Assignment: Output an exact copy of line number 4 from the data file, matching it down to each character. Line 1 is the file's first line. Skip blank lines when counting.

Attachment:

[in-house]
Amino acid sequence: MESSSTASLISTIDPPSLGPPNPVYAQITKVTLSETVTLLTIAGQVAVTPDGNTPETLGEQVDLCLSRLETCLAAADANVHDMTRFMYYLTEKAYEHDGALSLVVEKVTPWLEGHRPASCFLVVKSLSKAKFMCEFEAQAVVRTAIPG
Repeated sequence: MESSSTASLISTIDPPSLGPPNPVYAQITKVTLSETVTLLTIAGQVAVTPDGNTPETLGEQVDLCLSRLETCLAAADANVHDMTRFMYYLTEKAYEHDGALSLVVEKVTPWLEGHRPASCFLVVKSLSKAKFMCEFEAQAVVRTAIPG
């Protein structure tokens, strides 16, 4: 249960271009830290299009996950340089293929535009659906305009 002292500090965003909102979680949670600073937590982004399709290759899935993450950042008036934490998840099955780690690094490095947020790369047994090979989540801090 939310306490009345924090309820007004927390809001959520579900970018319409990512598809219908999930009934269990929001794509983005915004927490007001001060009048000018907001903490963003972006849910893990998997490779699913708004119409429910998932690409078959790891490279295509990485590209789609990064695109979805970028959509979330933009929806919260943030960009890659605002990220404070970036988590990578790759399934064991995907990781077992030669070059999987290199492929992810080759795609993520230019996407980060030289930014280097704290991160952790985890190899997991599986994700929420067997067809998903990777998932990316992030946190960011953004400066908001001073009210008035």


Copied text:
């Protein structure tokens, strides 16, 4: 249960271009830290299009996950340089293929535009659906305009 002292500090965003909102979680949670600073937590982004399709290759899935993450950042008036934490998840099955780690690094490095947020790369047994090979989540801090 939310306490009345924090309820007004927390809001959520579900970018319409990512598809219908999930009934269990929001794509983005915004927490007001001060009048000018907001903490963003972006849910893990998997490779699913708004119409429910998932690409078959790891490279295509990485590209789609990064695109979805970028959509979330933009929806919260943030960009890659605002990220404070970036988590990578790759399934064991995907990781077992030669070059999987290199492929992810080759795609993520230019996407980060030289930014280097704290991160952790985890190899997991599986994700929420067997067809998903990777998932990316992030946190960011953004400066908001001073009210008035």